St Albans man invents harness to help disabled dogs

DOGS are well known for showing dedication when guiding the blind and assisting those with physical disabilities.

But a St Albans man has reversed that role and created a special harness that lets people help their disabled pets walk again.

Vikram Jashapara, of Old Parkbury Lane, St Albans, has invented and recently launched a full body harness, which helps dogs suffering from cruciate ligament injuries, hip and elbow dysplasia, spinal problems and arthritis.

He has a dog rehabilitation centre where he does a lot of free work – dog swims – for the likes of Battersea and the RSPCA.

Vikram, 44, explained: “The reason I do this for free is because simply I love dogs and it’s my way of giving something back.”

His own dog, Quincy, fell ill and ended up having a leg removed after contracting MRSA. Vikram had a special pool installed to help him regain movement but his concern for Quincy and other dogs got him pondering how pets could be helped with their recovery outside the pool.

Vikram said: “No matter how much swimming he did he didn’t improve.”

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After a lot of trial and error he designed a full body harness, which comes in three sizes and goes around a pet’s chest and under its legs. This is then attached to a harness worn by its owner, linked by an adjustable clip-on lead.

Vikram explained: “You are not taking the full weight of the dog off, you are supporting it. You are taking the pressure off so when it is walking, it is using its back legs. Your body takes the weight off the legs.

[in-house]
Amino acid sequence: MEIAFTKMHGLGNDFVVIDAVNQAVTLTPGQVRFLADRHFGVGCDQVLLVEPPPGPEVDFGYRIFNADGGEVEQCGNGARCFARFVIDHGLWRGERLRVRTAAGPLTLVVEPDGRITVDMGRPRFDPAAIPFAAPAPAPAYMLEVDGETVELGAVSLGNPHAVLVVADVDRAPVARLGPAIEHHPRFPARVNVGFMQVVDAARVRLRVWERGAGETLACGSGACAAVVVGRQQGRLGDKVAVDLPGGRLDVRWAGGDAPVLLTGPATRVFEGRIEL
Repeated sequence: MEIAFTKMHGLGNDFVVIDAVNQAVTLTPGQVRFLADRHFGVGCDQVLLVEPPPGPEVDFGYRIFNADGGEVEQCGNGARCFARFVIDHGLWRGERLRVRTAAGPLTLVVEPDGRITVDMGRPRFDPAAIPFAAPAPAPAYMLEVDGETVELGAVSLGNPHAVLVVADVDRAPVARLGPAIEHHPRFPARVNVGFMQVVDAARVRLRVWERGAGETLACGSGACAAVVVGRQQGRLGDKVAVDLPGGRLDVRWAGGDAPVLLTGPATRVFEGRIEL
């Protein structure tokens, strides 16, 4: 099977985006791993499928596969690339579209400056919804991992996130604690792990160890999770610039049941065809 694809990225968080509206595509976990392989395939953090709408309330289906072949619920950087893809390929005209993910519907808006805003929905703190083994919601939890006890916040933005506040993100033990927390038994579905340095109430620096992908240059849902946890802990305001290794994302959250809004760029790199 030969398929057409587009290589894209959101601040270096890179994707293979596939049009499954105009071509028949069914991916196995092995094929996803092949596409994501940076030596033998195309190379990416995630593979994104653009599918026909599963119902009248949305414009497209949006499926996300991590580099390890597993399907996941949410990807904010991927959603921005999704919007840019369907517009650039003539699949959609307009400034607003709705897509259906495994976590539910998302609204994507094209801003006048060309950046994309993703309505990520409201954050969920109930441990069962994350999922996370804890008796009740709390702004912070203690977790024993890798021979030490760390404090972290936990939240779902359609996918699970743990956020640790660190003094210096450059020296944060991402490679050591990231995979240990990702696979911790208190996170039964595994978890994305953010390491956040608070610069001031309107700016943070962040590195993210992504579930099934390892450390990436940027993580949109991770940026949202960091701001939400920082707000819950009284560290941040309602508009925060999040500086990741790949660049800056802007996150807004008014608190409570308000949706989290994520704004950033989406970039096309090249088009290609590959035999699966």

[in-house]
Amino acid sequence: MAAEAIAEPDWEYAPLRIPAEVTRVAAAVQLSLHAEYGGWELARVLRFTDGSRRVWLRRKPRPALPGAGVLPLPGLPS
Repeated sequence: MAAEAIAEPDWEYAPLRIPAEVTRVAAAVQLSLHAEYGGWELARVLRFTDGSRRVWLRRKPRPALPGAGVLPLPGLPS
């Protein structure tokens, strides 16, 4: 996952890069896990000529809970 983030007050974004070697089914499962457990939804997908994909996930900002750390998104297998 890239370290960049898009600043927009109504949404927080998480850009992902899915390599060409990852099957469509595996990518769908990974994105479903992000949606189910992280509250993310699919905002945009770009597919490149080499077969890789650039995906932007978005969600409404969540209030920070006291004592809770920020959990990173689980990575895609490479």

“An old woman of 80 could walk a great Dane without any problems at all. It is your centre of gravity taking the weight.”

Vikram said that he had met people who had remortgaged properties to be able to afford rehabilitation care for their pets. His �150 harness is covered by some pet insurance policies when recommended by a vet.

It works in conjunction with the likes of hydrotherapy to help dogs build up muscles outside the pool.

Vikram got the idea for the harness after studying dogs’ movements in the pool, as he has been involved in hydrotherapy for nine years.

He admits his invention surprised him as his background is in the finance sector: “I had a mortgage finance company. It was one of the largest in the country. I always felt that because I was successful and I had made it, coming from nothing to that, I wanted to give something back.

“I love animals but I would never have guessed I would do something like this. What happened to my dog gave me something to do. I feel passionate about dogs.”